Discovering the castle of Chambord

The castle of Chambord is one of the most popular tourist destinations in France. Located in the department of Loir-et-Cher, in the Loire Valley region, the castle of Chambord was built in the 16th century, under the reign of François I, a few kilometers from the town of Blois. Built in the heart of the largest enclosed forest park in Europe, the castle of Chambord is the largest of the Loire castels. Listed as a UNESCO World Heritage Site in 1981, the castle of Chambord welcomes more than a million visitors each year, making it one of the most visited castles in France after the Palace de Versailles . In this article, we will take a closer look at the history of the castle of Chambord and explore its architecture and its magnificent gardens.

The history of the castle of Chambord

To celebrate his victory at Marignan, François 1er, new king of France, decided in 1516 to build a palace in Sologne to his glory. The construction project is nourished by the humanism of Alberti who defined the principles of Renaissance architecture, and work began in 1519. Initially, the castle of Chambord was to serve as a hunting castle, annexed to the Blois Castle. The first project drawn up by François 1er only provided for the construction of a castle-dungeon, confined on all floors to four round towers. The story goes that at that time, Leonardo da Vinci, who was staying in Amboise, would have participated in the development of the plans for the castle of Chambord alongside the architect Domenico Bernabei da Cortona. Following the imprisonment of François 1er in Madrid in 1525, work on the castle of Chambord was interrupted until 1526 and the king decided, on his return, to enlarge Chambord by adding two side wings to the keep. For several years, some 1,800 workers were busy building the castle and in 1539, François 1er received Emperor Charles V there. The royal wing, located in the north tower, was completed in 1544 and an exterior gallery and a spiral staircase were added in 1545. François 1st died in 1547, after 32 years of reign and ultimately only lived 42 days at the Chambord estate. Unfortunately, the castle did not arouse the interest of the kings who succeeded François 1er: Henri III and Henri IV did not stay there and Louis XIII only visited it twice during his reign. It will be necessary to await the advent of Louis XIV to see completed the project of François 1er. Louis XIV entrusted the work to the architect Jules Hardouin-Mansart, as for the Palace of Versailles, and the work was finally completed in 1686. In 1844, the new owner of the castle of Chambord, Henri Dartois, Duke of Bordeaux, undertook work to develop the park and restore the castle, following the multiple lootings that had taken place for decades on the estate of Chambord abandoned.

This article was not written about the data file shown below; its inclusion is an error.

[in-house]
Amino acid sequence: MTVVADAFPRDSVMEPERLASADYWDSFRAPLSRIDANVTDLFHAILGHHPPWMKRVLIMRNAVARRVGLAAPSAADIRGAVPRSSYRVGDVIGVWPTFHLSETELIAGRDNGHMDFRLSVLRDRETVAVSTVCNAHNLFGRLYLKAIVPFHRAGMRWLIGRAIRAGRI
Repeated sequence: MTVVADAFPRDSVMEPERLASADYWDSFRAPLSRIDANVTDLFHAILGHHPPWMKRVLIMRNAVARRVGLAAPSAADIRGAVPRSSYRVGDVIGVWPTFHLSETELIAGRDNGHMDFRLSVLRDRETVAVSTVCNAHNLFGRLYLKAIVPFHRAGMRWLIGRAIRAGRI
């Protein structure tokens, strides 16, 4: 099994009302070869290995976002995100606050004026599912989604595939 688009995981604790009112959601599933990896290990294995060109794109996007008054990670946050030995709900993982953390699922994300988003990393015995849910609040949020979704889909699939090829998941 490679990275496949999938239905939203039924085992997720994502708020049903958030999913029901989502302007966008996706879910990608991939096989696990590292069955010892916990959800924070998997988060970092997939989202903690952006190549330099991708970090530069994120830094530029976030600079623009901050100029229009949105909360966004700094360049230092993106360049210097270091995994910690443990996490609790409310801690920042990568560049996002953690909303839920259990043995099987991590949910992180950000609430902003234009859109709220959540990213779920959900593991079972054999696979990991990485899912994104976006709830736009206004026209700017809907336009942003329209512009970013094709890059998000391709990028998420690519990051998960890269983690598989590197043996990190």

The double-screw staircase of the castle of Chambord

The architecture of the castle of Chambord

The castle of Chambord is inspired by the Gothic style with its enclosure and its large corner towers. Its specific silhouette makes it one of the architectural masterpieces of the Renaissance and its dimensions are impressive:

  • The facade of the castle of Chambord measures 156 meters,
  • Its height culminates at 56 meters,
  • Its dungeon measures 44 meters,
  • The castle has 426 rooms and 77 staircases,
  • 282 chimneys and 800 sculpted capitals complete the work.

Drawings found at the death of Leonardo da Vinci representing a double spiral staircase suggest the latter’s participation in the development of the plans for the castle of Chambord, although no official document can attest to this. 220,000 tonnes of tufa stone, a white and crumbly stone, were needed to build the castle of Chambord and oak piles were sunk up to 12 meters deep to lay the foundations. The center of the castle rests on a perfectly square central body with a Greek cross, inspired by Italian buildings, such as Saint Peter’s Basilica in Rome. The 4 towers around the center called “the dungeon” precisely mark the 4 cardinal points. Inside the keep are 5 habitable levels, consisting of 4 square apartments and 4 additional apartments in the round towers. At the top of the keep, a large terrace offers a breathtaking view of the Chambord estate and the monumental fireplaces of the castle.

The French gardens of the castle of Chambord were refurbished in 2016

The development of the gardens of the castle of Chambord